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Discover the benefits of a video content management system
Video is everywhere. Organizations that want to reap its benefits need a strategy that supports video creation and provides a central location for security, management and storage.
The explosive growth of video across the enterprise wasn't just because of the increased number of virtual meetings during the COVID-19 pandemic. Video usage has also increased to support virtual trainings, HR onboarding, executive town halls and asynchronous communications.
"You will only create more video," Gartner analyst Adam Preset said. "You will never have less video."
To keep video from becoming too unwieldy, organizations need a strategy to manage video content. But managing video properly takes time and resources, Preset said. Organizations need to manage and store the video itself, as well as the data that's extracted from the video for AI-enabled capabilities, such as transcriptions, sentiment analysis and object recognition.
While video platforms, like Zoom or Microsoft Teams, offer some management tools, larger organizations with more complex video needs may have multiple video platforms, which can create management headaches.
This is where video content management platforms -- such as Qumu, Kaltura and Brightcove -- come into play and offer a single place to store video with a consistent set of management capabilities.
"I don't think it's optional to have a video content management strategy," said Kieran Ellerton, vice president of professional services at Qumu.
Before the pandemic, organizations didn't necessarily need a formal strategy. Now, however, they need a plan to handle the growth of video over the last two years, he said.
Video content management benefits
The main benefit of a video content management strategy is having a centralized location for meeting recordings, training videos, short-form video and highly produced sales or marketing content. This approach creates two opportunities for organizations.
Adam PresetAnalyst, Gartner
First is improved search. When a video is uploaded to the content management platform, it is indexed with metadata. An AI-based engine can search that metadata for key spoken words and phrases so employees don't need to search through videos to find the information they need, Ellerton said.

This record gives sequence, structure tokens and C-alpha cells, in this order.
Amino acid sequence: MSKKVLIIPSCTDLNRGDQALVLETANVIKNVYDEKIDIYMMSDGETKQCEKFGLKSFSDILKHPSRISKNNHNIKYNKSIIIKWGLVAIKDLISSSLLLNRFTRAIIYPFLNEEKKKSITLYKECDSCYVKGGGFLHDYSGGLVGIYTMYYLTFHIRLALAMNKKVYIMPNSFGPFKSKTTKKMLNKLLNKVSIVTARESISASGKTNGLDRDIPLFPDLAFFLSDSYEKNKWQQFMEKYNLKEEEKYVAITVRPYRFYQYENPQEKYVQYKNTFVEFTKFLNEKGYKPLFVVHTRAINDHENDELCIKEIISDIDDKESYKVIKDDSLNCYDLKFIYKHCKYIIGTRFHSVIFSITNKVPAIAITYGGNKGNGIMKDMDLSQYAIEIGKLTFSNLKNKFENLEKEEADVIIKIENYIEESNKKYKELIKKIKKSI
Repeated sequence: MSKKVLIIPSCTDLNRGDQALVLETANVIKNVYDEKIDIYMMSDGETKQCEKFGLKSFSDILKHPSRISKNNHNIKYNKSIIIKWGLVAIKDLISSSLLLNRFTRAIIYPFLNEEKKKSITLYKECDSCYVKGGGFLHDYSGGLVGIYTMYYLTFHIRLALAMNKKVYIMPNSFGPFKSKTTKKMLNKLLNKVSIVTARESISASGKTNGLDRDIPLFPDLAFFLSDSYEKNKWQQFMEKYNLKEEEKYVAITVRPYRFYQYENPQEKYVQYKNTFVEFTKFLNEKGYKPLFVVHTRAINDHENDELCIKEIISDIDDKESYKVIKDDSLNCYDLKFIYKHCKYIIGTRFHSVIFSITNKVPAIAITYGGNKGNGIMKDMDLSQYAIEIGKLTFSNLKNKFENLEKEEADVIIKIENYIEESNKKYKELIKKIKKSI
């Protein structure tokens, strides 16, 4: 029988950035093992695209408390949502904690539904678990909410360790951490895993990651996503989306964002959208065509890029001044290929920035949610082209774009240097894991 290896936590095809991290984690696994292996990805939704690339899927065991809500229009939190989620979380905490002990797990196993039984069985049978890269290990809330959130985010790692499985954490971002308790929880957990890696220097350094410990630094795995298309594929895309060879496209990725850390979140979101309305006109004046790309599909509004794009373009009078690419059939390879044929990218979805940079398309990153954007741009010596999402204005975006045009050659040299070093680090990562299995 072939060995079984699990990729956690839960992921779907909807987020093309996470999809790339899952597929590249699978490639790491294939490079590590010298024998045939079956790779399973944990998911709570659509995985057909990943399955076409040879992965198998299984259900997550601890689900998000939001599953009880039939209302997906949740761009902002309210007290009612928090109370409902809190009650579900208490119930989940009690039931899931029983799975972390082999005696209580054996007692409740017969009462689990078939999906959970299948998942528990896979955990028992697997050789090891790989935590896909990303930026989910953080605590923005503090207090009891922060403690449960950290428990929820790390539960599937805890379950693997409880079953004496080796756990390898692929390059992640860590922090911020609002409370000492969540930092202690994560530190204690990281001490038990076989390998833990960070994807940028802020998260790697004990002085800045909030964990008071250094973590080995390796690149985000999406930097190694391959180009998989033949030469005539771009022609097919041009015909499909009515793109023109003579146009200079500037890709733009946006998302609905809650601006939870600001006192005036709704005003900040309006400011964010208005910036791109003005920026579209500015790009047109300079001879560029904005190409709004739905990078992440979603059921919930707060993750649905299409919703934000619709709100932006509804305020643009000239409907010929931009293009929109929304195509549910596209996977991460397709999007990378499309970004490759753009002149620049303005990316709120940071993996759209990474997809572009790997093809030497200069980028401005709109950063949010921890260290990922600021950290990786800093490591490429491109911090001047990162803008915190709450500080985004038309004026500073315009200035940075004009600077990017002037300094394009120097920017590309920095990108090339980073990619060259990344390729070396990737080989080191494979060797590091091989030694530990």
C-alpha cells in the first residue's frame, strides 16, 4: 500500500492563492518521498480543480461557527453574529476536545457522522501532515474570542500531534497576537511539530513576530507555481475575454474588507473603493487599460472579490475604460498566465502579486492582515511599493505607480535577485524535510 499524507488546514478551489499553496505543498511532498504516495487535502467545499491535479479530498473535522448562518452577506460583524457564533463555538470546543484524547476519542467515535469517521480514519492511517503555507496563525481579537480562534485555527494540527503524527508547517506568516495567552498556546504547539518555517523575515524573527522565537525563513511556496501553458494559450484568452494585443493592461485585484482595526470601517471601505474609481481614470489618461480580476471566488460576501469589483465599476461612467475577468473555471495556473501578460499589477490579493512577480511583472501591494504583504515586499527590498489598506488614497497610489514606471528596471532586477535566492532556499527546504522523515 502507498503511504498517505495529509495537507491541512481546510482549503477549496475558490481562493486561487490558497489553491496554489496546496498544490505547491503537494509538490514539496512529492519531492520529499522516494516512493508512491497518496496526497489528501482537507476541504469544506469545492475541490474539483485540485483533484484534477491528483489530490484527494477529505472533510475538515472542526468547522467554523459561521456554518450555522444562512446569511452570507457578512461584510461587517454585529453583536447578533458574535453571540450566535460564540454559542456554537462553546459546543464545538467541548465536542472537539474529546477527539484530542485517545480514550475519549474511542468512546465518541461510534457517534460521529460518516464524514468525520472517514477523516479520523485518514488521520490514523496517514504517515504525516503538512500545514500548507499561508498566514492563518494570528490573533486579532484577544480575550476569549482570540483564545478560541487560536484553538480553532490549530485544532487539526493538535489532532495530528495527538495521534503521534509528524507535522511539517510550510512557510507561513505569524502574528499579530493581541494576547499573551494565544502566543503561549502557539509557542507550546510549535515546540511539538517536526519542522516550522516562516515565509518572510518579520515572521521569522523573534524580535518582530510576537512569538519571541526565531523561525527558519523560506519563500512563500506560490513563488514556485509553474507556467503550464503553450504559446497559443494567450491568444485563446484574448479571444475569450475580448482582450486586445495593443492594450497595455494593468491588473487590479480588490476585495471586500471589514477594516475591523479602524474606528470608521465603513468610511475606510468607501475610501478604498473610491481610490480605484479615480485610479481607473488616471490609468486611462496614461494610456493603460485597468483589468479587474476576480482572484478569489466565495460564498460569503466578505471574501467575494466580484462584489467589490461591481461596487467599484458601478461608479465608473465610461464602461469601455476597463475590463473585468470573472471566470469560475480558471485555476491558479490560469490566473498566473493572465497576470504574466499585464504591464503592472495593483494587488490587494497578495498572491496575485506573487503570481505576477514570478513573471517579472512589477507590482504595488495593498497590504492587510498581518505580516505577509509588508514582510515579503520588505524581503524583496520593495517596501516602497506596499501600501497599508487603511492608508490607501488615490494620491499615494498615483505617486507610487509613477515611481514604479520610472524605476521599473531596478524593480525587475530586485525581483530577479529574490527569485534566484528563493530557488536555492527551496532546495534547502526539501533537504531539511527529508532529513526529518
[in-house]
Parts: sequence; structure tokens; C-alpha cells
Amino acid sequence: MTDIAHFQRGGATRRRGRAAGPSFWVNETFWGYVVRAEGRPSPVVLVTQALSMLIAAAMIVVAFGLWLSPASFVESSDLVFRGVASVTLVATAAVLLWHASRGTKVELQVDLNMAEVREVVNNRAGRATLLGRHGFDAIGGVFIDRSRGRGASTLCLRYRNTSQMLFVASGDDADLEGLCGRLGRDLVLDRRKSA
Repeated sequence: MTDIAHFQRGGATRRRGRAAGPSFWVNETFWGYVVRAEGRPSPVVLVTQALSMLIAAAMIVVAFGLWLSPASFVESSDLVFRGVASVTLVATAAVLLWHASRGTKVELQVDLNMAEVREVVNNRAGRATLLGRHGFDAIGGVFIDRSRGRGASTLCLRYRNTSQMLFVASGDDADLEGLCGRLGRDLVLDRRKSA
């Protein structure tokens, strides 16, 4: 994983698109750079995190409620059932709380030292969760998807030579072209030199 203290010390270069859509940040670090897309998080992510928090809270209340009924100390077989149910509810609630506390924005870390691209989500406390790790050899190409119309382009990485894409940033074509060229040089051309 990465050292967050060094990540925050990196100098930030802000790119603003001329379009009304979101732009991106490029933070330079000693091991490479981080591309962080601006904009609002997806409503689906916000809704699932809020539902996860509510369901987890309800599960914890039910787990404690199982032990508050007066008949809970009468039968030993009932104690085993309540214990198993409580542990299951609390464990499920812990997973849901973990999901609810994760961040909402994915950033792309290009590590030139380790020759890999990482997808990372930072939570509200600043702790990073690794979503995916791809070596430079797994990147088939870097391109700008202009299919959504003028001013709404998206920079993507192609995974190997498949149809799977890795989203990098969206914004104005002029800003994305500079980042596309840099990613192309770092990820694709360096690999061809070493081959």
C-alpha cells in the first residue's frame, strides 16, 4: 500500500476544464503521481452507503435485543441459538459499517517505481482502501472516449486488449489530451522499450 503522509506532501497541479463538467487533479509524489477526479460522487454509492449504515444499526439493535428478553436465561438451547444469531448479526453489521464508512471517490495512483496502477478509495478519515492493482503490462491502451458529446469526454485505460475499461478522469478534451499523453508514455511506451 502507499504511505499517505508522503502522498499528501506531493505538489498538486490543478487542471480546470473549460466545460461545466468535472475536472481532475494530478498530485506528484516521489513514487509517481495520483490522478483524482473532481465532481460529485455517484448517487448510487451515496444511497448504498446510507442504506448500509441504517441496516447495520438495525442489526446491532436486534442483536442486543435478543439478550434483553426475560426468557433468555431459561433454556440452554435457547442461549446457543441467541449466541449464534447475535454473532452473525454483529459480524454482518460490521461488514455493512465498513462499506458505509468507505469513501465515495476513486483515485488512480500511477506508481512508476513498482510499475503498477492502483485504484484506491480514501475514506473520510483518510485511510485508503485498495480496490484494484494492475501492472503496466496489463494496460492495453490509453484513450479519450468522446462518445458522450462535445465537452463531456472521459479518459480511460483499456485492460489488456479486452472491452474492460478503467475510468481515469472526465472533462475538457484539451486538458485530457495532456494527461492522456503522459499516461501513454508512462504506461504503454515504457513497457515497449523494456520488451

Second is reporting and analytics. A video content management platform can provide analytics on who's watching videos, why they're watching and for how long. For internal videos, this can help organizations understand employee engagement. Analytics for external videos, such as sales and marketing, can determine customer engagement and inform business decisions.
A content management strategy for video is also critical for regulated organizations, such as finance and healthcare, said Andi Mann, CTO of Qumu. For example, all created video content, including recorded meetings, are subject to discovery. A content management system makes it easier to locate requested videos, as a court won't accept the excuse that a video can't be found, he said.
A video content management platform can also address security, compliance and governance requirements, such as monitoring who can access stored video and addressing government regulations, like GDPR, Mann said.
A video strategy is also needed to engage with younger generations of employees who grew up with digital communications. They consume and create video outside of work, whether it's making short videos on apps like YouTube or TikTok or simply recording video on family vacations, Preset said.
But, on work computers, organizations often don't deliver video creation and management tools as part of the standard productivity software, like the Microsoft Office suite.
"That is the frontier most enterprises have to push forward into," he said.
Evaluating video content management platforms
When deploying a platform to support a video content management strategy, organizations must choose a platform that supports multiple video use cases, Preset said.
To do so, organizations need to determine what their employees need, such as meeting recording storage, support for virtual events and broadcasting for town halls or departmental announcements. But organizations should avoid the costly mistake of thinking different problems require different products, he said.
"Ultimately, that becomes a management pain point, as well as expensive," Preset said. Instead, choose a platform that can address most video requirements. Larger organizations, however, may find a single platform does not meet every need and may require specialized apps to support specific use cases, such as video creation.
"Large, complex organizations can rarely get a one size fits all," he said.